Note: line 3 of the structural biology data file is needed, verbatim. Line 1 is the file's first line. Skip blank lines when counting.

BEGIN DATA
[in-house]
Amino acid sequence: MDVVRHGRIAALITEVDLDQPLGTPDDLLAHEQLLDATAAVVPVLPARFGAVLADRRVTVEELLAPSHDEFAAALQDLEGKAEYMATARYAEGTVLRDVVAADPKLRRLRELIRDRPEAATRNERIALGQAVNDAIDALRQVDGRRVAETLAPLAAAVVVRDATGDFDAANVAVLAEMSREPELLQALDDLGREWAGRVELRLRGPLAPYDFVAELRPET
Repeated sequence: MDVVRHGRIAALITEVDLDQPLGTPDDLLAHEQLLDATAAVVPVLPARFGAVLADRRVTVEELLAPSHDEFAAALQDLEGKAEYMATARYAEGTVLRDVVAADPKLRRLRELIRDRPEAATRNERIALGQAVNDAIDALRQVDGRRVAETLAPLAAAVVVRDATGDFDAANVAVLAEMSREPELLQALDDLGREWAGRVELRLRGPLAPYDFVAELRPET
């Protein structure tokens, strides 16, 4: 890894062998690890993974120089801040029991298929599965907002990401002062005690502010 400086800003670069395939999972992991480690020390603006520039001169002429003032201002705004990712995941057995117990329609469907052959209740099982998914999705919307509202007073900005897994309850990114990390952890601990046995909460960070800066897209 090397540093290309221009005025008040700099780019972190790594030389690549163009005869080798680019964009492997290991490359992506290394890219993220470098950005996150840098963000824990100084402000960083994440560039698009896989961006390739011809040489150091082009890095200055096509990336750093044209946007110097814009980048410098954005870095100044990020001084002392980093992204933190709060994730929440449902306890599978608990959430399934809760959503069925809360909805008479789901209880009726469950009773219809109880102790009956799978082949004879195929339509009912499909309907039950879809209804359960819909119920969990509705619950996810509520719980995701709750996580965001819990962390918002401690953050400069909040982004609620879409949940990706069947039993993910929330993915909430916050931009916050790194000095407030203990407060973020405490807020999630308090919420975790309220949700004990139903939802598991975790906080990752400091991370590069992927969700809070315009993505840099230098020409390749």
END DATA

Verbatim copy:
Repeated sequence: MDVVRHGRIAALITEVDLDQPLGTPDDLLAHEQLLDATAAVVPVLPARFGAVLADRRVTVEELLAPSHDEFAAALQDLEGKAEYMATARYAEGTVLRDVVAADPKLRRLRELIRDRPEAATRNERIALGQAVNDAIDALRQVDGRRVAETLAPLAAAVVVRDATGDFDAANVAVLAEMSREPELLQALDDLGREWAGRVELRLRGPLAPYDFVAELRPET